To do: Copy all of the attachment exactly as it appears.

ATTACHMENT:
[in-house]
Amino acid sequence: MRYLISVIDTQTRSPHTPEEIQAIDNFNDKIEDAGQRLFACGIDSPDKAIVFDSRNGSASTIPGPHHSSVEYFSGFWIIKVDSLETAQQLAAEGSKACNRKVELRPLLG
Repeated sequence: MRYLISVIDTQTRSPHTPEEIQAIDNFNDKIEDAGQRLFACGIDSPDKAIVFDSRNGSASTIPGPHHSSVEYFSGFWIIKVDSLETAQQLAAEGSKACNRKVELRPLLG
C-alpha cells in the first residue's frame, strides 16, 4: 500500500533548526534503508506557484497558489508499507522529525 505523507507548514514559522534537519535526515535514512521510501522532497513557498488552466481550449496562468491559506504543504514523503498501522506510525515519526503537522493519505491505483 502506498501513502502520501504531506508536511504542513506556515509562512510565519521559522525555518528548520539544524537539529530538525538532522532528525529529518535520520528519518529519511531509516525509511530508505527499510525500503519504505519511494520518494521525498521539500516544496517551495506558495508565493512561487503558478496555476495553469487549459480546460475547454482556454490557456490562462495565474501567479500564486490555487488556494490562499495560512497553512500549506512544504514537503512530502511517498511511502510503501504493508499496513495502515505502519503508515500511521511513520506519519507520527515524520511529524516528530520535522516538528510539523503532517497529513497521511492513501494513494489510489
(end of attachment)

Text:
[in-house]
Amino acid sequence: MRYLISVIDTQTRSPHTPEEIQAIDNFNDKIEDAGQRLFACGIDSPDKAIVFDSRNGSASTIPGPHHSSVEYFSGFWIIKVDSLETAQQLAAEGSKACNRKVELRPLLG
Repeated sequence: MRYLISVIDTQTRSPHTPEEIQAIDNFNDKIEDAGQRLFACGIDSPDKAIVFDSRNGSASTIPGPHHSSVEYFSGFWIIKVDSLETAQQLAAEGSKACNRKVELRPLLG
C-alpha cells in the first residue's frame, strides 16, 4: 500500500533548526534503508506557484497558489508499507522529525 505523507507548514514559522534537519535526515535514512521510501522532497513557498488552466481550449496562468491559506504543504514523503498501522506510525515519526503537522493519505491505483 502506498501513502502520501504531506508536511504542513506556515509562512510565519521559522525555518528548520539544524537539529530538525538532522532528525529529518535520520528519518529519511531509516525509511530508505527499510525500503519504505519511494520518494521525498521539500516544496517551495506558495508565493512561487503558478496555476495553469487549459480546460475547454482556454490557456490562462495565474501567479500564486490555487488556494490562499495560512497553512500549506512544504514537503512530502511517498511511502510503501504493508499496513495502515505502519503508515500511521511513520506519519507520527515524520511529524516528530520535522516538528510539523503532517497529513497521511492513501494513494489510489